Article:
The mission of Cloud Run in life is to deploy and scale HTTP/S-driven workloads packed in containers. So let’s build a container for our Ruby on Rails application. As the goal of this tutorial is to show you how to best leverage various GCP services, let’s rely on Google Cloud Build (GCB) to assemble our container.
Prior to launching the build command we must grant Cloud Build (or more precisely the service account that impersonates Cloud Build) with the
cloudkms.cryptoKeyDecrypter role on the three pieces of information that we encrypted earlier (see Part 3). With this role Cloud Build is able to decrypt those secrets when needed in the build process (more on this in the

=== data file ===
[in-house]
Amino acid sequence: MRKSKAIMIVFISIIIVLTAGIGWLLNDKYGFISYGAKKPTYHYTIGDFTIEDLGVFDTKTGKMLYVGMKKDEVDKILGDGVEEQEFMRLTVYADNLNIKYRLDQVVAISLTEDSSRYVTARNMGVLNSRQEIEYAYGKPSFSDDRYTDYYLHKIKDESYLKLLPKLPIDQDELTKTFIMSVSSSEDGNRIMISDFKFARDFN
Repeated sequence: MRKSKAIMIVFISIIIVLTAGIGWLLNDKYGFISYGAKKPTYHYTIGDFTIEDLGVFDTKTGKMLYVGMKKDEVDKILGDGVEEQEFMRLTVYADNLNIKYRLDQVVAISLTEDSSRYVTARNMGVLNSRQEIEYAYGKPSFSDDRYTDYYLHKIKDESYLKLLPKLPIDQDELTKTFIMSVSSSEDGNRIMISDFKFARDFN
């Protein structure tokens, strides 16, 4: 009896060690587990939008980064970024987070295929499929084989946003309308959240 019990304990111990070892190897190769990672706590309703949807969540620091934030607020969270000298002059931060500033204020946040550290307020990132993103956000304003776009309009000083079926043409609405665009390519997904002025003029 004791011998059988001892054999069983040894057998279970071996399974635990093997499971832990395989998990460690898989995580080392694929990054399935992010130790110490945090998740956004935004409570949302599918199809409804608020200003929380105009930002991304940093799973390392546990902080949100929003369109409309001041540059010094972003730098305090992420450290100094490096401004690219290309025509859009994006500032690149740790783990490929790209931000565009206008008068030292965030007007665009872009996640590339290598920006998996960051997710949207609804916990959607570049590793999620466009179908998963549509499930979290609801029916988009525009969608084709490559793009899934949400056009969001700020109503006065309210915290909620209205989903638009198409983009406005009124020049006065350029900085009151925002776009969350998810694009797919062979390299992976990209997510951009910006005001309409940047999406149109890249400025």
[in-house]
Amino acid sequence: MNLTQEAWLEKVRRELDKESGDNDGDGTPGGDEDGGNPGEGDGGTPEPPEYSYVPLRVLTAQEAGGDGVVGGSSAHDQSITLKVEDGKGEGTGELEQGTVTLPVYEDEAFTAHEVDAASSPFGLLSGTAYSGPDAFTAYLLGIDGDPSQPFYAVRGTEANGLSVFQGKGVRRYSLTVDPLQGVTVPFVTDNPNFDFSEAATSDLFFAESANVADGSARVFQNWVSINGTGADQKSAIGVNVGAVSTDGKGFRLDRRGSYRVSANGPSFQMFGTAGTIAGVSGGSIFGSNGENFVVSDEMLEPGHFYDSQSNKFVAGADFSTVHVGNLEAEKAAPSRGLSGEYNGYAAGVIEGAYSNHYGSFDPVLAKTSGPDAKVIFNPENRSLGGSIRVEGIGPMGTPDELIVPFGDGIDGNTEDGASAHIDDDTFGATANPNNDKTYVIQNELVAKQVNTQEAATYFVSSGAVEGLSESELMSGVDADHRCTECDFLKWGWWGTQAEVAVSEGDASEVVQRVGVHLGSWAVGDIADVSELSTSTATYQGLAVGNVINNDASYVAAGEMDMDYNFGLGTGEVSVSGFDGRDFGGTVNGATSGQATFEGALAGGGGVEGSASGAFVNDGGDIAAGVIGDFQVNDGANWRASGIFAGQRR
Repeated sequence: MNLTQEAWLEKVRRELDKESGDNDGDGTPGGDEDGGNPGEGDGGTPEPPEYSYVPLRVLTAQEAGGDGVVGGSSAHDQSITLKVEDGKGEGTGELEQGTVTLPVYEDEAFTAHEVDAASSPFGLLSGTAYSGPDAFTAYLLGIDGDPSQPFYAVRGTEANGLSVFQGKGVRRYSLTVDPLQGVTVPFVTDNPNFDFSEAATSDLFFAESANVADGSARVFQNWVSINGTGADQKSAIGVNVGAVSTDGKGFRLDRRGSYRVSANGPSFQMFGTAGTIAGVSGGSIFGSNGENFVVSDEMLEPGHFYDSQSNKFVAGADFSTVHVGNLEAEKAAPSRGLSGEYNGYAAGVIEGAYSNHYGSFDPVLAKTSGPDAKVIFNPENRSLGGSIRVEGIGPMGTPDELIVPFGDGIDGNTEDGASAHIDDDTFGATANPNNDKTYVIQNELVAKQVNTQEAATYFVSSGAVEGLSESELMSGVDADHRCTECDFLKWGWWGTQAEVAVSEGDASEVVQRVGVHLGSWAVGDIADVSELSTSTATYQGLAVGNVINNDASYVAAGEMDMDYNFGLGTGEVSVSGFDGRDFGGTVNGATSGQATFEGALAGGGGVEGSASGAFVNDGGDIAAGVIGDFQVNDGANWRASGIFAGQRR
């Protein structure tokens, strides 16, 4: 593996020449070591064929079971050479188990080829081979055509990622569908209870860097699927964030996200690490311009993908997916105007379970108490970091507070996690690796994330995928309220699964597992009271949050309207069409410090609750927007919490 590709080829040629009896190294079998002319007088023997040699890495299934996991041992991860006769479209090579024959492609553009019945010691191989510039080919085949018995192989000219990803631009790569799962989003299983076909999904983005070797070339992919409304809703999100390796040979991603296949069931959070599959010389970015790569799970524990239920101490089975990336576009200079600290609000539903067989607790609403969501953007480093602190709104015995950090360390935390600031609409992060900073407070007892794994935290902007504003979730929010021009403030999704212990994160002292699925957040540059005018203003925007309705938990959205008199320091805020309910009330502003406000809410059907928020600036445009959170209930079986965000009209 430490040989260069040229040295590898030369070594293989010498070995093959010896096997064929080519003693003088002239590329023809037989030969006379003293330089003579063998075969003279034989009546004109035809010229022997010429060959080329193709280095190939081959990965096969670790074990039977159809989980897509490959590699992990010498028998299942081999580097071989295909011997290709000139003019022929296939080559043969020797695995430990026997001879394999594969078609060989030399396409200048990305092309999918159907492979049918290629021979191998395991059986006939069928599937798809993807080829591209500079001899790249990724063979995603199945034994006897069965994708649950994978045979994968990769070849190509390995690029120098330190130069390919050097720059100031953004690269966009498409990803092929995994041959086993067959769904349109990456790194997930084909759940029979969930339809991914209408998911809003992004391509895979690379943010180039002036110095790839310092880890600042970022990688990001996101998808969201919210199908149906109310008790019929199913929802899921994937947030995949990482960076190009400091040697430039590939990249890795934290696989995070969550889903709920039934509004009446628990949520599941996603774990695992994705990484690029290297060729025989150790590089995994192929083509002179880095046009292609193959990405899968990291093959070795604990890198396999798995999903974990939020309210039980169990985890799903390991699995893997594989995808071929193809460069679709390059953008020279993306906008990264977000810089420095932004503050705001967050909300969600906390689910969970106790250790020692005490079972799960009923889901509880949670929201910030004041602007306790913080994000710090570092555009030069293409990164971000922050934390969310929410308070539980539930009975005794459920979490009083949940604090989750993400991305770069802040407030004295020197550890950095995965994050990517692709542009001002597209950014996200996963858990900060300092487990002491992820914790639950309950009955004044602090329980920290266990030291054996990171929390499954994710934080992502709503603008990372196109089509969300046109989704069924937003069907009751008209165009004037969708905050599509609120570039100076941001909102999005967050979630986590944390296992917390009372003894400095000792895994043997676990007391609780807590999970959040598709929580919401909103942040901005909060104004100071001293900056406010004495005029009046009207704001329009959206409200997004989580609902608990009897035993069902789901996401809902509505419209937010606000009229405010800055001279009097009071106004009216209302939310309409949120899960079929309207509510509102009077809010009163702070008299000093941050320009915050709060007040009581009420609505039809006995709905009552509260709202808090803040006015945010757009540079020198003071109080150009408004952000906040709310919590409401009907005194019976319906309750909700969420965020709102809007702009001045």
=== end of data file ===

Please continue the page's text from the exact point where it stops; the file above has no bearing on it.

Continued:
If not already done in Part 1, enable the Cloud Run API:
$ gcloud services enable run.googleapis.com
Also define the Google Cloud region Cloud Run will be running in:
$ gcloud config set run/region us-central1
Note: as of this writing Cloud Run is still in beta phase and, therefore, only available from the
Since version 5.2, Rails generates a secret master key to encrypt user session parameters in cookies, other types of sensitive information going back and forth between the application and the browser as well as your own application data of need be. …
Part 1 was about setting up your GCP project as well as your work environment. Let’s now focus on the Photo Album application itself and run it locally before going to production.
Note: running the Photo Album application in your local environment is optional. You can safely skip this part (or just skim through it) and go to Part 3.
The Rails application we are using in this tutorial is a Photo Album. …